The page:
Eric is a 47 year old male who
was recently diagnosed with coronary artery disease. Coronary artery disease, or CAD, is the most
common heart disease, and it directly impacts the body’s circulatory system
plus indirectly impacts the rest of the body.
CAD occurs when the blood vessels that supply the heart with oxygen rich
blood become damaged or diseased due to plaque buildup. “With coronary artery
disease, plaque first grows within the walls of the coronary arteries until the
blood flow to the heart’s muscle is limited” (American Heart Associationn AHA,
2017). CAD can be either chronic, where
the blockage slowly develops over time, or acute, where it happens suddenly from
something like a rupture of plaque or formation of a blood clot (AHA, 2017).
Frequently the signs and symptoms of CAD will
go unnoticed until after there is already major damage or even a heart attack has
occurred. Some of the typical symptoms of CAD include: shortness of breath or
extreme exhaustion; chest pain feeling like tightness or pressure; and ultimately
a heart attack (Mayo Clinic, 2017). Men
and women, though, frequently experience different symptoms for CAD. Men are more prone to experiencing the
typical symptoms while women are more likely to experience less typical systems
with CAD and even heart attacks. For
women, some of the symptoms of CAD and a heart attack include: neck, jaw,
shoulder and back pain; nausea or vomiting; fatigue; lightheadedness; and sweating
(Mayo Clinic Staff, 2016). The reason
why a heart attack is frequently the only and final symptom of CAD is it occurs
when the arteries are finally completely blocked from the buildup of plaque.
genetic and lifestyle choices can increase the likelihood of a person
developing CAD. Plaque buildup can start
to form as early as childhood. “Coronary
artery disease begins in childhood, so that by the teenage years, there is
evidence that plaques that will stay with us for life are formed in most people…”
(AHA, 2017). Additional causes of damage
to the coronary arteries include: smoking; high blood pressure; high
cholesterol; diabetes or insulin resistance; and sedentary lifestyle. There are also risk factors which can
contribute to the forming of CAD. Risk
factors for include: age; family history; smoking; high blood pressure; high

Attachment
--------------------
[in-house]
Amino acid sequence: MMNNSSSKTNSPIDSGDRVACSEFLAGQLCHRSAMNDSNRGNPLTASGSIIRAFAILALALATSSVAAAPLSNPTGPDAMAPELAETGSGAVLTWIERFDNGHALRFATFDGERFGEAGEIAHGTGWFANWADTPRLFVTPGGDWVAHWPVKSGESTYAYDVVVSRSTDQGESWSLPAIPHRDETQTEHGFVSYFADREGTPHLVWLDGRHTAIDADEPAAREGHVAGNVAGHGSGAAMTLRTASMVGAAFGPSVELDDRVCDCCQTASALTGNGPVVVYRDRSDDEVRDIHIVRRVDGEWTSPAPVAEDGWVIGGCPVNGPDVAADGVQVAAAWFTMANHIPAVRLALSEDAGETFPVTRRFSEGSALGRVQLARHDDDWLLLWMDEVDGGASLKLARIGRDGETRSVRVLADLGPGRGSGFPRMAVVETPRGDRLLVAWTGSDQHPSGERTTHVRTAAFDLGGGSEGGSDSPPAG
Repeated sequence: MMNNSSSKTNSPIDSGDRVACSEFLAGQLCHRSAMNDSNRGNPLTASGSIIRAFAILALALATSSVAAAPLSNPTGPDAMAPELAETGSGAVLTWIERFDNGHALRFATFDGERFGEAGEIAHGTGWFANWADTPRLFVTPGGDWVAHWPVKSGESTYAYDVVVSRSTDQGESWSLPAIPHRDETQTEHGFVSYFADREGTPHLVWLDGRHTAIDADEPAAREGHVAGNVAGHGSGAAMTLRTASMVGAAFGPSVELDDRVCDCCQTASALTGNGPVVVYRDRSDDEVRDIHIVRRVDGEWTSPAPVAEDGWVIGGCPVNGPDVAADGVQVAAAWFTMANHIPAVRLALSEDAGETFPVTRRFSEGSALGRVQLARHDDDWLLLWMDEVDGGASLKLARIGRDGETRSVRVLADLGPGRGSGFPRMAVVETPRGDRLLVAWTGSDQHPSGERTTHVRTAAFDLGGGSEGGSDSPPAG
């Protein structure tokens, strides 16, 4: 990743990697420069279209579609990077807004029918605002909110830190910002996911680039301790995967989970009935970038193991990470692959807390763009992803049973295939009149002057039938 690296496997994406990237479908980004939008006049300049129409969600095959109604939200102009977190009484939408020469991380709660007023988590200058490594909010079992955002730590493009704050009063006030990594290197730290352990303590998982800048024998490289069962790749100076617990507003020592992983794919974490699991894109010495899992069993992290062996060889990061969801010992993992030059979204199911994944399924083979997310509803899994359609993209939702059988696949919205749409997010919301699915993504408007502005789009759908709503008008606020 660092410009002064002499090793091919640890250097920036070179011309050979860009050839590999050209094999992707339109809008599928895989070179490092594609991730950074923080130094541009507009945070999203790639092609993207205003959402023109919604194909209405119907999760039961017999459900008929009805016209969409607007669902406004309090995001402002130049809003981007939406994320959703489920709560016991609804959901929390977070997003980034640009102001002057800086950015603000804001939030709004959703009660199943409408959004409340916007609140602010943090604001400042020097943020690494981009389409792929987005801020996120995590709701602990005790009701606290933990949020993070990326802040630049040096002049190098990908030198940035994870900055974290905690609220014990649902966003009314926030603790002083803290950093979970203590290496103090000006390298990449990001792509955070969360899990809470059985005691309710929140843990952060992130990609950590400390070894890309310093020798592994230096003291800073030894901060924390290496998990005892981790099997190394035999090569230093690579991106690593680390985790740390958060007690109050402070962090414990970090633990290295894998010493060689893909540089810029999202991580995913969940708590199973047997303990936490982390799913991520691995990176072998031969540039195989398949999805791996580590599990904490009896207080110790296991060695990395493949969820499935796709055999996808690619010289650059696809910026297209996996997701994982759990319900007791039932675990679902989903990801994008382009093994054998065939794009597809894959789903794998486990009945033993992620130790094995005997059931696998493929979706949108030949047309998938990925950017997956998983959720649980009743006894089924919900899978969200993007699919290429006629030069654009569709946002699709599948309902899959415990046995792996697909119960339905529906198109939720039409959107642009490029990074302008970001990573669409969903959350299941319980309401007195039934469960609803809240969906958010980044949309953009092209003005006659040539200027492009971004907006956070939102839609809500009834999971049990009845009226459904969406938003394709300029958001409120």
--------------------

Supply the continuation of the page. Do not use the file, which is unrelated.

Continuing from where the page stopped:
blood cholesterol; diabetes; obesity or being overweight; physical inactivity;
sleep apnea; high sensitivity C-reactive protein; high triglycerides; and
homocysteine (Mayo Clinic, 2017). For
women, additional risk factors have been found to add development of CAD. These risk factors include: mental stress and
depression; menopause; broken heart syndrome; pregnancy complications; and
inflammatory diseases (Mayo Clinic Staff, 2016).
is a condition that impacts both the body’s circulatory system and the rest of
the body. When plaque builds up in the blood
vessels, it prevents oxygen rich blood from being pumped to the heart. Not only does the plaque buildup impact blood
flow to the heart, it also impacts blood flow to the rest of the body because
it is restricting or all together stopping the heart from pumping blood to the
rest of the body. Restricted blood flow
to the kidneys can cause hypertension or even kidney failure, and slowed blood
flow to the brain can cause a stroke (Steady Health, n.d.). By restricting blood flow to the circulatory
system due to plaque build, the rest of the body’s systems are deprived of
oxygen and nutrient rich blood which are needed to fully function properly.
also has an economic impact on the individual and society as a whole.
the patient, Eric, multiple risk factors appear to have contributed to his
development of CAD. His age; his smoking
habit of approximately 1 1?2 packs of cigarettes
a day; his sedentary lifestyle which includes drinking a 6-pack; and extended
time away from his wife and children are all factors that impacted his health
and would put him at risk of CAD.